NMF: The Symmetric Version

To take the wind out of sails, in this post we won’t use Symmetric NMF to build a similarity matrix over the data that is used to cluster items. Instead, we stepwise train a non-negative factorization model to project our data into a latent feature space. The reason why we use a stepwise approach is because the original data is very sparse.

First, we have the raw data X, which is a matrix of “n” rows (items) and “m” columns (features). In our case, the features are binary, either 0/1 or a scaled IDF value to down-weight popular keywords. Then we build the covariance matrix C=X.T*X and some post-processing to transform the values of C to [0, 1]. The first model we learn is a symmetric NMF: min |C – S*S.T|. The output matrix S, has “m” (features) rows and “k” columns, where “k” is the number of latent topics.

Since we experimented a lot with factor models based on the co-variance matrix, we expected some good latent topics and an inspection of each topic, by considering the keywords with the highest magnitudes, confirmed that. Next, we need to project the raw data X into the learned feature space spanned by S. This is done by learning an NMF model: min|X – S*V|, where S is fixed and V is the projection matrix for the data with “n” rows (items) and “k” columns (features).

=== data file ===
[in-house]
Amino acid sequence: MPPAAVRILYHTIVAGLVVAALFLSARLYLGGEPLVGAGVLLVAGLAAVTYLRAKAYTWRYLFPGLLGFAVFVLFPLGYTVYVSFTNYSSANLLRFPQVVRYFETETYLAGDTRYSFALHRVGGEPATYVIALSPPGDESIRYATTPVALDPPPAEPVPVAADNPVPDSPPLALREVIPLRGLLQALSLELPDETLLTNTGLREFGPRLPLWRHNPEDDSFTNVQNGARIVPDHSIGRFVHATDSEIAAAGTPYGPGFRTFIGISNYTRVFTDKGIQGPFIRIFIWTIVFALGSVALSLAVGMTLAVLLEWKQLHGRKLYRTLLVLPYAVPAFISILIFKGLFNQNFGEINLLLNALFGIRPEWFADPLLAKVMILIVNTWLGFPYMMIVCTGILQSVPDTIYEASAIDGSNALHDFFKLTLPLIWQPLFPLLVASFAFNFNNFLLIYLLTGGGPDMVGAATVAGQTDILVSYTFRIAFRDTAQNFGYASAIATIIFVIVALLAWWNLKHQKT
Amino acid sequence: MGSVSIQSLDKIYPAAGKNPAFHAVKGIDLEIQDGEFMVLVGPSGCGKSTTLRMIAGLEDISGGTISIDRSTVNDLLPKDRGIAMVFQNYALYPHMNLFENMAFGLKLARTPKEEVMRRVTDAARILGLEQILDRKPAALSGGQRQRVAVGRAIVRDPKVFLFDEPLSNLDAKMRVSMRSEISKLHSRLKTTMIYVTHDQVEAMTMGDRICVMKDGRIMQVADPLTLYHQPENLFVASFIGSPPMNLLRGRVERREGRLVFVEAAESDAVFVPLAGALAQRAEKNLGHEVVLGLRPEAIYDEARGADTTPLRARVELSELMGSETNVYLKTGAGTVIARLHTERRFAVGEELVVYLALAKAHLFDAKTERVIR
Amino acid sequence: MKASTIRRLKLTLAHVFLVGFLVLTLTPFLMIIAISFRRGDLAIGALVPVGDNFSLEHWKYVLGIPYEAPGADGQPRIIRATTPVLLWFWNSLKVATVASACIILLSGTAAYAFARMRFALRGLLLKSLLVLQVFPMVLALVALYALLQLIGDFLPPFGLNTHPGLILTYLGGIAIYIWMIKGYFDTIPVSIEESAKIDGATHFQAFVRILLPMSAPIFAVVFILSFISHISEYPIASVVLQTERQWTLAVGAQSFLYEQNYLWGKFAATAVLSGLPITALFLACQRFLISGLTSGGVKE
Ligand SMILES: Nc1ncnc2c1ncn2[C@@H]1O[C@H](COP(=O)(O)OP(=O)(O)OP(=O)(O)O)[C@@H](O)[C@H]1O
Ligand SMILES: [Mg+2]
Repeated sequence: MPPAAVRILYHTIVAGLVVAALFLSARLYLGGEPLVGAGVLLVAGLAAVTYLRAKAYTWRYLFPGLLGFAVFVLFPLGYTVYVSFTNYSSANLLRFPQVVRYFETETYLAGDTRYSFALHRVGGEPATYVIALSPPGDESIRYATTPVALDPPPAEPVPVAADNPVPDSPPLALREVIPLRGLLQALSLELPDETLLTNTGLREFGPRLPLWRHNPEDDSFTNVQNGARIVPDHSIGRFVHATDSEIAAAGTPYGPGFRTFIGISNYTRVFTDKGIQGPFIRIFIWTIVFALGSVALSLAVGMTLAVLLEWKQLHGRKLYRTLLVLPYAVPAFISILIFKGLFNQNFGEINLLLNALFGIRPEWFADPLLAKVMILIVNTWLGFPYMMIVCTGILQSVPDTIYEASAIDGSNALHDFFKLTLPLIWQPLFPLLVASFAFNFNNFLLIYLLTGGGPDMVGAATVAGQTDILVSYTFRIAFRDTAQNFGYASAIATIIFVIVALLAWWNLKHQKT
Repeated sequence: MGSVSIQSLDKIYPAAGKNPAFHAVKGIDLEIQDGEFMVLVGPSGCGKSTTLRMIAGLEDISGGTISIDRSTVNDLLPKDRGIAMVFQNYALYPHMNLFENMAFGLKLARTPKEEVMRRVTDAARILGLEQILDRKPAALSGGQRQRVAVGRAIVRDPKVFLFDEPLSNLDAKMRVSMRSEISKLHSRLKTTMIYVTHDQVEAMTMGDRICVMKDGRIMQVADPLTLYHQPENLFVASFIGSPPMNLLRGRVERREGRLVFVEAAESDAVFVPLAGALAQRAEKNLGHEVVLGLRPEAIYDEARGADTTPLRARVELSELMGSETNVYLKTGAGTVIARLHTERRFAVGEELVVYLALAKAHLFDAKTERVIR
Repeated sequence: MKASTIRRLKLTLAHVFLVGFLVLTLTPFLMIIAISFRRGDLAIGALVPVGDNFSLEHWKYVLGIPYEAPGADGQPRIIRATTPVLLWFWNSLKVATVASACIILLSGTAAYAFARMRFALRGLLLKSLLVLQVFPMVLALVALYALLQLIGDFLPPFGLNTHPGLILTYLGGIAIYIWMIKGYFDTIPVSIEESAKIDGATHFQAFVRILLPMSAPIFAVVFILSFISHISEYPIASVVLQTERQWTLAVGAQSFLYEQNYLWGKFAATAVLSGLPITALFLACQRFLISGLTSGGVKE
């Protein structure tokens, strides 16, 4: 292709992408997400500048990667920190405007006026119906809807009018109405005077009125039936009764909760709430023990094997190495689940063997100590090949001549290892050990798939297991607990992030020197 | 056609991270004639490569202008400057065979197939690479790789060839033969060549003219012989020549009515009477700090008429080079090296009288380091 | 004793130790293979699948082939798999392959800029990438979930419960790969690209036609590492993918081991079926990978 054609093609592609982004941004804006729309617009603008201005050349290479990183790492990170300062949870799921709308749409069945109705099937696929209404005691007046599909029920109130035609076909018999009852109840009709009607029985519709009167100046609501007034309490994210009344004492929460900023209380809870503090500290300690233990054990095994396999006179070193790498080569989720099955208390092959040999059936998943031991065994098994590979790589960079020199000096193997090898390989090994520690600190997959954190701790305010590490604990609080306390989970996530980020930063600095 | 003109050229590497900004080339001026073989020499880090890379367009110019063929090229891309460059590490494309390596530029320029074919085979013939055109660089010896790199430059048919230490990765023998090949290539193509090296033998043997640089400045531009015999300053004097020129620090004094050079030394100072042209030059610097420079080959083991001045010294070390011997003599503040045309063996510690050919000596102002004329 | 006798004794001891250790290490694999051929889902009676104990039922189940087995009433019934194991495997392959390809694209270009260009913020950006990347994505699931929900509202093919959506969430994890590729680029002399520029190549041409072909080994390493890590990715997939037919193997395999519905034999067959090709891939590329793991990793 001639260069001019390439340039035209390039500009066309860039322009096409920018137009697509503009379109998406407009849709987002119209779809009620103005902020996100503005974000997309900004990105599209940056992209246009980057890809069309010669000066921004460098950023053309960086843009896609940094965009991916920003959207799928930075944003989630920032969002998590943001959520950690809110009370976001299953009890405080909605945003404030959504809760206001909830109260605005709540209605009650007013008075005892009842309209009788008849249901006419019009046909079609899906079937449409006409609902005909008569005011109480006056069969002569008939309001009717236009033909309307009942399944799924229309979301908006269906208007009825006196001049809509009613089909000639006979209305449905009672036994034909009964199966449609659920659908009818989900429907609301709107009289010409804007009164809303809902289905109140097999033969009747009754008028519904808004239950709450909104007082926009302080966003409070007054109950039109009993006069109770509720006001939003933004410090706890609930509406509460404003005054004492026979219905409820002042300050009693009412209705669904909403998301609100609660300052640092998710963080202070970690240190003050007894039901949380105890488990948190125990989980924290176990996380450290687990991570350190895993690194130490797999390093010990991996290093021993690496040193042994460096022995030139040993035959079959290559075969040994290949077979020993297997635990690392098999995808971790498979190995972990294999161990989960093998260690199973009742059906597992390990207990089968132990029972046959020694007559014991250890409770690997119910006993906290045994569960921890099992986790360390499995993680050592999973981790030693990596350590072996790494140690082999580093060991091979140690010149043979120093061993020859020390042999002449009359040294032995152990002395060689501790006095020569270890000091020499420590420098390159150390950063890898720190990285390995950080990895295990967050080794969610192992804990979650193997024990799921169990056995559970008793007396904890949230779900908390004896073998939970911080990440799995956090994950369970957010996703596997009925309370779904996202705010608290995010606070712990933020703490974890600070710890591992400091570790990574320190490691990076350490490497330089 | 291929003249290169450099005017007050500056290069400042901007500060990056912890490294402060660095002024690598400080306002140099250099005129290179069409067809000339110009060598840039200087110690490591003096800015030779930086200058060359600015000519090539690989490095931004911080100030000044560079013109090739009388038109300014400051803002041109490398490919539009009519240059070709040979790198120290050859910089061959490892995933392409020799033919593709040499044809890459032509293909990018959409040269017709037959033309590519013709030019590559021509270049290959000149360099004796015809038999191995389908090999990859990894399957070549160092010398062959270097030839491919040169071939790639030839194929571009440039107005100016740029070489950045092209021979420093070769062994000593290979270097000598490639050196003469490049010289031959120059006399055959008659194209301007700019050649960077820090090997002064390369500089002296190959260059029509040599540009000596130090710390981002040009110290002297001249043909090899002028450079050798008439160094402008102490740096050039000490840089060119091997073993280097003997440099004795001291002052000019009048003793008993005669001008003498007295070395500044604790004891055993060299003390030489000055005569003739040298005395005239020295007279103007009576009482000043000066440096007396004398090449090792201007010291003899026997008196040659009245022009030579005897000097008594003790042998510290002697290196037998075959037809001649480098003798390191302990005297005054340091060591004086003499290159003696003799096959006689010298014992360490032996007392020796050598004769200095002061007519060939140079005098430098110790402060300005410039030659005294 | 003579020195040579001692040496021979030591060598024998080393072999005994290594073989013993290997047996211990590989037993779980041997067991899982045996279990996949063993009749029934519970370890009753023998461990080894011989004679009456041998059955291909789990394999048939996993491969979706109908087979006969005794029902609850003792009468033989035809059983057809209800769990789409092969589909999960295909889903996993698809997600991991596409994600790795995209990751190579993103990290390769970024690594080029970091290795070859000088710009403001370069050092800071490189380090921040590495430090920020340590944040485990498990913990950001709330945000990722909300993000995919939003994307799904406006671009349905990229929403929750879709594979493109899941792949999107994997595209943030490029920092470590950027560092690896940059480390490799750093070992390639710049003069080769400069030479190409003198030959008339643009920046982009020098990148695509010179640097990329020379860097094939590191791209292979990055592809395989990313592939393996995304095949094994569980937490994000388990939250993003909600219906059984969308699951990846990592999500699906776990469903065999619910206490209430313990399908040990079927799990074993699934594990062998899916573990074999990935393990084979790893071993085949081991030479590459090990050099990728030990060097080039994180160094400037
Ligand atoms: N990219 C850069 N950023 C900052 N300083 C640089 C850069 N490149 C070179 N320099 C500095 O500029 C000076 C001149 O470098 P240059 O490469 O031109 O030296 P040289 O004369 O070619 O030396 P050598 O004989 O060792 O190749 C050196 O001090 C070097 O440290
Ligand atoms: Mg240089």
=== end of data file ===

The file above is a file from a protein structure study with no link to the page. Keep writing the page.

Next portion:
The question is why not learning S and V jointly? The answer is related to pre-training in deep networks. In general training a model is much easier if the weights have been moved to “good” region of the parameter space, especially when the model consists of lots of parameters. In case of NMF and very sparse data, it is challenging to push S and V simultaneouly into such a good region. However, if S is already sensibly initialized, the learning is much easier. Nevertheless, V still contains most of the parameters. For a simple example, we assume m=1000 features, k=50 topics and n=20,000 examples. Then V has n*k=1e6 parameters, while S has only m*k=5e4 or stated differently, about 95% of all model parameters.

The idea is not new and was also used to learn latent topic from short texts. But since in our data, keyword frequencies are at most ne, it is more challenging to do a proper pre-processing of the raw data. Still, the learned projection does a pretty good job, not only on movies with easy themes, like “Jaws”, but also on movies like “1984” or “Fargo” that are more difficult to categorize.


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